Energy crisis requires wholesale reform to tackle rising prices and fuel poverty, warns union

11 January 2022

Leading energy union Prospect has published a new report calling on the government to urgently reform the retail energy market after soaring gas prices caused the collapse of many smaller providers.

The union says that reforming the market and introducing a social tariff would improve trust, protect the poorest and most vulnerable, and help deliver our net zero goals.

Research by the union highlights how policy errors, weak regulation, and poor planning have come to a head, fundamentally threatening the viability of the current energy retail model. This was demonstrated by the collapse of many smaller companies and the effective nationalisation of Bulb which has tested the limits of the existing regulatory regime.

Prospect has written to the Energy Secretary Kwasi Kwarteng, and to MPs, asking them to take the opportunity provided by the current energy price hike to ask fundamental questions about what should replace the current approach, which has led to worse outcomes for consumers and workers. In particular, poorer customers have been hit .

In 2005, the poorest households spent an average of 5.5% of their total expenditure on electricity and gas; by the winter of 2021, this had risen to 8.5%. The Resolution Foundation has forecast that by Spring 2022 energy expenditure by the poorest households will hit 12% of total spending, as fuel bills rise, real wages fall, and welfare benefits are cut.

Prospect is calling for an urgent overhaul of the energy retail market, including:
• Putting the energy retail market into new local control, through publicly-owned regional energy companies – ending the current confusing mix of private energy providers
• Making local authorities responsible to the delivery of energy efficiency measures, such as SMART meters and insultation, to better target support at households most in need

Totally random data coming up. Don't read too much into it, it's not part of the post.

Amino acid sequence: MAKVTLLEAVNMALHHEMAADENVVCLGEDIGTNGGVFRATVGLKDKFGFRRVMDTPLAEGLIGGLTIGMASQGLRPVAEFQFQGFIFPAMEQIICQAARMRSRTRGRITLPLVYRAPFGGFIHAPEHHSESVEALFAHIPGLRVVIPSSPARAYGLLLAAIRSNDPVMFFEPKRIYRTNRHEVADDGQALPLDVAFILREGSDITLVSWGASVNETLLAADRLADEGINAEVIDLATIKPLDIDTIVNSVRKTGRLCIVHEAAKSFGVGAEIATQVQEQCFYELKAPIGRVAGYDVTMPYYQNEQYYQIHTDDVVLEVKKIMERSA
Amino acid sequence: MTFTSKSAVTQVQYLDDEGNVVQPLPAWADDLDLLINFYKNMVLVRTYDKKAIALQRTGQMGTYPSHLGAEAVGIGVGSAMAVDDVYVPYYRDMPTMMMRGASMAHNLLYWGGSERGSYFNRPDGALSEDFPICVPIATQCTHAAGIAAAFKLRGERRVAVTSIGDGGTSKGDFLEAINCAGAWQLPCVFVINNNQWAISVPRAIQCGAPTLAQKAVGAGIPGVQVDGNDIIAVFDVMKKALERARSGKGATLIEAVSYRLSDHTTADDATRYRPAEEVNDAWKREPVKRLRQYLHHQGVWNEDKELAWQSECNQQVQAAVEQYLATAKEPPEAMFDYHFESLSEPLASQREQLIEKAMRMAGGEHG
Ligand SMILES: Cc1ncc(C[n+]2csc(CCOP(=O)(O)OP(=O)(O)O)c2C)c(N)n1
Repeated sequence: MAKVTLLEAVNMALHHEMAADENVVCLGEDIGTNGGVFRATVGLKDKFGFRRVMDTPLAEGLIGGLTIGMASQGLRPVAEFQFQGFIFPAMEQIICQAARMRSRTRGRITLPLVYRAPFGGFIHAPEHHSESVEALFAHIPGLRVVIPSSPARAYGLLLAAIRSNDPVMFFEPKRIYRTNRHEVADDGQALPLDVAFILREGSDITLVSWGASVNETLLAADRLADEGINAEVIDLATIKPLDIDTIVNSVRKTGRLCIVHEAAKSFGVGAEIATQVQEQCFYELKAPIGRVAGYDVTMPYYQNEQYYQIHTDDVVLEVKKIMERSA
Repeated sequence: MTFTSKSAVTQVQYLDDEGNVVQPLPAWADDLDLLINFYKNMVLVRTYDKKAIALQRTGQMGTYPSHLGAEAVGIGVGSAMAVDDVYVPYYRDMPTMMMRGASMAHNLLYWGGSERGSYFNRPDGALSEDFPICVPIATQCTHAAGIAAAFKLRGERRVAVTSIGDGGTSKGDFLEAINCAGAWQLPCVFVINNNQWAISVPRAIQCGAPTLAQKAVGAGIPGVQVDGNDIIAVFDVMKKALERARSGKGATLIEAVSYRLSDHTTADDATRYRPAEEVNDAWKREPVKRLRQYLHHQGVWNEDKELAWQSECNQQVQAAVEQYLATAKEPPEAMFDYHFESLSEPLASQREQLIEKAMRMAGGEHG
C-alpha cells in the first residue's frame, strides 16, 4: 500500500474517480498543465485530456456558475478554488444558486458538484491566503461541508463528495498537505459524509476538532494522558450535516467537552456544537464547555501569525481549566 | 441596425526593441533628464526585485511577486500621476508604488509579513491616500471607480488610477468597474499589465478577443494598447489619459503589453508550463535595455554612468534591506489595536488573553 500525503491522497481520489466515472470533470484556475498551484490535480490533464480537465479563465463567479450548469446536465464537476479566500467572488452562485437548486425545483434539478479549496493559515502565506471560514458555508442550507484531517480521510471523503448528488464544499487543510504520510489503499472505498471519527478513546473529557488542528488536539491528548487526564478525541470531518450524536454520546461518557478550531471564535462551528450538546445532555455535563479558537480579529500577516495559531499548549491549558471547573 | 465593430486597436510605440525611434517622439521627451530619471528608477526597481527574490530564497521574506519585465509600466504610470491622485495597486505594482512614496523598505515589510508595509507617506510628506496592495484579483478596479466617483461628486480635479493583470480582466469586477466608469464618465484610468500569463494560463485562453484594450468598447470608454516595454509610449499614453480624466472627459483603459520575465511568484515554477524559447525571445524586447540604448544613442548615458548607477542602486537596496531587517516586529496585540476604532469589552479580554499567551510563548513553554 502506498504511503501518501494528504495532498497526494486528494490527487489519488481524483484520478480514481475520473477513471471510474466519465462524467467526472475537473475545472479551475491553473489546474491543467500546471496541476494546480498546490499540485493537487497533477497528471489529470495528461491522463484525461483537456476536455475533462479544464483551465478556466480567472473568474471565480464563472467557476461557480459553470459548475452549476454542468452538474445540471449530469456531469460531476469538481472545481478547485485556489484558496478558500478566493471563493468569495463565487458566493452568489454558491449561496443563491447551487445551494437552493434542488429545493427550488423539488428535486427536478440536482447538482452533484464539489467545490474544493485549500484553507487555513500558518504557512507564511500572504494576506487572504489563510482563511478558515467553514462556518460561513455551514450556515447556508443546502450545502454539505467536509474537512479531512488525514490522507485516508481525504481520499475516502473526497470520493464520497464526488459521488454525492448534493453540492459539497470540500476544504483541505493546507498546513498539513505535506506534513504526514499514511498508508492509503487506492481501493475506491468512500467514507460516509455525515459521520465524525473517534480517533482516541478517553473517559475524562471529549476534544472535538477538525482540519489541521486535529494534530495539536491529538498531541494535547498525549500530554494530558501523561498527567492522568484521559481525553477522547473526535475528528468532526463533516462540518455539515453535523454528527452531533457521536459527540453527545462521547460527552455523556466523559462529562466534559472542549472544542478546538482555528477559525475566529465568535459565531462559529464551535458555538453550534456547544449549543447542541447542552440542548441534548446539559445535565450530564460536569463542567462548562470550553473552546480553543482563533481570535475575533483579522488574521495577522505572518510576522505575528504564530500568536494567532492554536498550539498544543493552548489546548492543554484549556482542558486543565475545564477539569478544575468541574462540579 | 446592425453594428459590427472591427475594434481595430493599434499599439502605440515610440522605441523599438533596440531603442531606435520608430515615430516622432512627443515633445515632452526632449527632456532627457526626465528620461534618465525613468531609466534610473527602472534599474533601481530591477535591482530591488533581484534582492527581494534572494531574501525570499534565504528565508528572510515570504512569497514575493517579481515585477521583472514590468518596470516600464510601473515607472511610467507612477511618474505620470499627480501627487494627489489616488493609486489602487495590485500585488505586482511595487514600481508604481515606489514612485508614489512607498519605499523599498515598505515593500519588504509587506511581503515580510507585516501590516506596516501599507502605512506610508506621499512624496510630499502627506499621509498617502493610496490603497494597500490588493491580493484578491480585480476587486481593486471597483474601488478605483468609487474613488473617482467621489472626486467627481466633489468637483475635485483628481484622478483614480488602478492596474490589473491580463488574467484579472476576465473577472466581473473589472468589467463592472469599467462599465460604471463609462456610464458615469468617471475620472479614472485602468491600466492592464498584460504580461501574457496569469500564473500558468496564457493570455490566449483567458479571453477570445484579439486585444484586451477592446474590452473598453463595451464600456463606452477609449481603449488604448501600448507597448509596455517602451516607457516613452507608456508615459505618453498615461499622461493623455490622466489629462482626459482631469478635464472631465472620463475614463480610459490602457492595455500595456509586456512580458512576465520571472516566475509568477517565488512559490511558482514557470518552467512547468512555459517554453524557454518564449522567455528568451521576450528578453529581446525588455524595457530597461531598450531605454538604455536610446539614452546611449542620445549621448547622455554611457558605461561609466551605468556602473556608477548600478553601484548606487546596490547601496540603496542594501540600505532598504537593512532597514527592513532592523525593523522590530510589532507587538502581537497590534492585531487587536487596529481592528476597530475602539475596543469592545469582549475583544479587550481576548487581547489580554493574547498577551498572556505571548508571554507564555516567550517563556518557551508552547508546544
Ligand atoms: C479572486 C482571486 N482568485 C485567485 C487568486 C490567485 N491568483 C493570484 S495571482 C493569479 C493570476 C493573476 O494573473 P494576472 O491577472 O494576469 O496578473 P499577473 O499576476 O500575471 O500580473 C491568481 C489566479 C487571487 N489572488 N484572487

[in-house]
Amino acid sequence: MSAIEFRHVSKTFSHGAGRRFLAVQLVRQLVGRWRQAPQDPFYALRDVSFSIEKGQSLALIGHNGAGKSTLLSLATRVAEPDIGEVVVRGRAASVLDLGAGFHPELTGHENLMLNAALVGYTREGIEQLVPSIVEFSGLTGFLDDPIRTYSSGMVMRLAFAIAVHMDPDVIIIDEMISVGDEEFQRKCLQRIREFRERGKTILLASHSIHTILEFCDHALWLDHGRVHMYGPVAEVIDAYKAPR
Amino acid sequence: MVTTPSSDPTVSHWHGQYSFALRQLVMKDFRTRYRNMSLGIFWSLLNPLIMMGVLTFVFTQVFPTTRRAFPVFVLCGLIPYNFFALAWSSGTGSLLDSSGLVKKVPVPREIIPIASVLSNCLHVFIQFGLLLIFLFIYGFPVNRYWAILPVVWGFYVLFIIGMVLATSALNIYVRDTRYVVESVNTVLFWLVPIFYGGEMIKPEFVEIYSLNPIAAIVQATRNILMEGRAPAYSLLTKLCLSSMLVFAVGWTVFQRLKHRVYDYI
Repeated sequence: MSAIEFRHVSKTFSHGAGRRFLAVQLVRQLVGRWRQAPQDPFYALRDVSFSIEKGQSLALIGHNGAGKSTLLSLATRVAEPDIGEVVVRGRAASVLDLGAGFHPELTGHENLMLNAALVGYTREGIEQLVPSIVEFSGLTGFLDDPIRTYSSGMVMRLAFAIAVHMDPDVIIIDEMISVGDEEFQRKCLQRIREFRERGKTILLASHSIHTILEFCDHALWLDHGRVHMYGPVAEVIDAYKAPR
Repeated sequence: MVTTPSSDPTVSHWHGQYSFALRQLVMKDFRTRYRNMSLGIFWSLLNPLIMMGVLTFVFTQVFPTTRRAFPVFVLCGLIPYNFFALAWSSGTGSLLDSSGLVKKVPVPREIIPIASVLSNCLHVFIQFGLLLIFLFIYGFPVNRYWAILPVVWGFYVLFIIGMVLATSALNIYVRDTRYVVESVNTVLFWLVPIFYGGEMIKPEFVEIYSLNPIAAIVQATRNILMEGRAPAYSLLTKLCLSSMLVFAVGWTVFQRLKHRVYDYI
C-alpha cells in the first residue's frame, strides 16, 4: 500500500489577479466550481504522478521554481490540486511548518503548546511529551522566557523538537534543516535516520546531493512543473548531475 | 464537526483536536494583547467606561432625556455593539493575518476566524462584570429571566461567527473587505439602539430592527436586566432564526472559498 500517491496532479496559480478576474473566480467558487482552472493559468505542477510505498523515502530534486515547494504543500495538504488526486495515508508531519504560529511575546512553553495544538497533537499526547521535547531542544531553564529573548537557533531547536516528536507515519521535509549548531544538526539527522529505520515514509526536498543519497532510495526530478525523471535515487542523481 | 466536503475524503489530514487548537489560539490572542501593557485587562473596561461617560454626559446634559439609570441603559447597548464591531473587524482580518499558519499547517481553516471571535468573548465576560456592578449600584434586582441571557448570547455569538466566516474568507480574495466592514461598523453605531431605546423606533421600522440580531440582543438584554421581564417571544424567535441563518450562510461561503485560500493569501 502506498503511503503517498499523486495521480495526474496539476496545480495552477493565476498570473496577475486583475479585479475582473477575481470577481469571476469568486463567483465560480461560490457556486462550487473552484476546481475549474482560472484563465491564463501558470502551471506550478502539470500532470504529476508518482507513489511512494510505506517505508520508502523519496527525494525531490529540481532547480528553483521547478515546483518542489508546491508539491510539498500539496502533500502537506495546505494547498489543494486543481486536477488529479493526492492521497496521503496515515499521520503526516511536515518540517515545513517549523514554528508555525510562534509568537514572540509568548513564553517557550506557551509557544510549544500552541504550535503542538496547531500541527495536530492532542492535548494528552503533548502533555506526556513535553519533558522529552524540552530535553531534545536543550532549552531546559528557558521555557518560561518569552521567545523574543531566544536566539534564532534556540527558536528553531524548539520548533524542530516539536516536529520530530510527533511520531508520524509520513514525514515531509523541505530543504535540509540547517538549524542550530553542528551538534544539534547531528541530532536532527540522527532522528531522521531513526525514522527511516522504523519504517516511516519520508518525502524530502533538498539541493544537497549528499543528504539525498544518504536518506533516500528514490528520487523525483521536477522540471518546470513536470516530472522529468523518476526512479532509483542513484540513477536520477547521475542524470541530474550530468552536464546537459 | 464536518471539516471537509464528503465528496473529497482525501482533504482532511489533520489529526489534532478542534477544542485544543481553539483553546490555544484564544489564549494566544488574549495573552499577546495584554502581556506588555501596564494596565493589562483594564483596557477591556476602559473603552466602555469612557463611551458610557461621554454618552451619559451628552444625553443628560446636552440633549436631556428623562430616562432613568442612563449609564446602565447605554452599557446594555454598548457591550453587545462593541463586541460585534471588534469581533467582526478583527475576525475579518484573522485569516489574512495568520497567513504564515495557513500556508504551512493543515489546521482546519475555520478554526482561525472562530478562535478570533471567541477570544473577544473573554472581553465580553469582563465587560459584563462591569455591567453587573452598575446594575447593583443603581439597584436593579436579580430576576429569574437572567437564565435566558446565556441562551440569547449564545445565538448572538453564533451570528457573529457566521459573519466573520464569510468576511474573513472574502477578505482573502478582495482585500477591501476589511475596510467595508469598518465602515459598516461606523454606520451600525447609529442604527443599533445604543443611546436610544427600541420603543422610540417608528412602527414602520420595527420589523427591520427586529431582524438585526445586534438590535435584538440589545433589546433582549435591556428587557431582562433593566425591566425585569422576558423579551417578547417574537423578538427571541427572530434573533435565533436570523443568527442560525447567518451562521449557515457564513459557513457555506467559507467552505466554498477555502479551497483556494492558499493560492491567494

• A new social tariff for the poorest and most vulnerable households from rising prices and fuel poverty

Allowing local control and administration of energy retail would improve trust, improve resilience and protect the poorest households from damaging price fluctuations

Prospect senior deputy general secretary Sue Ferns said:

“The recent energy crisis with soaring prices, the collapse of multiple small energy retail companies and effective nationalisation of Bulb have highlighted the total unsuitability of the current energy retail model.

“The current approach is not working for customers or the workforce. The lack of a long-term energy strategy has undoubtedly contributed to the current crisis, in retail and more broadly.

“With the crisis ongoing now is the time for policy makers and stakeholders to look seriously at alternatives. First of which should be the option of bringing the energy retail market into public hands, controlled locally.

“There is now an opportunity to rethink policy in a way that responds positively to the challenges of climate change and gives greater emphasis to social equity.”


From generation to transmission, Prospect represents the interests of over 22,000 members working across all parts of the energy sector.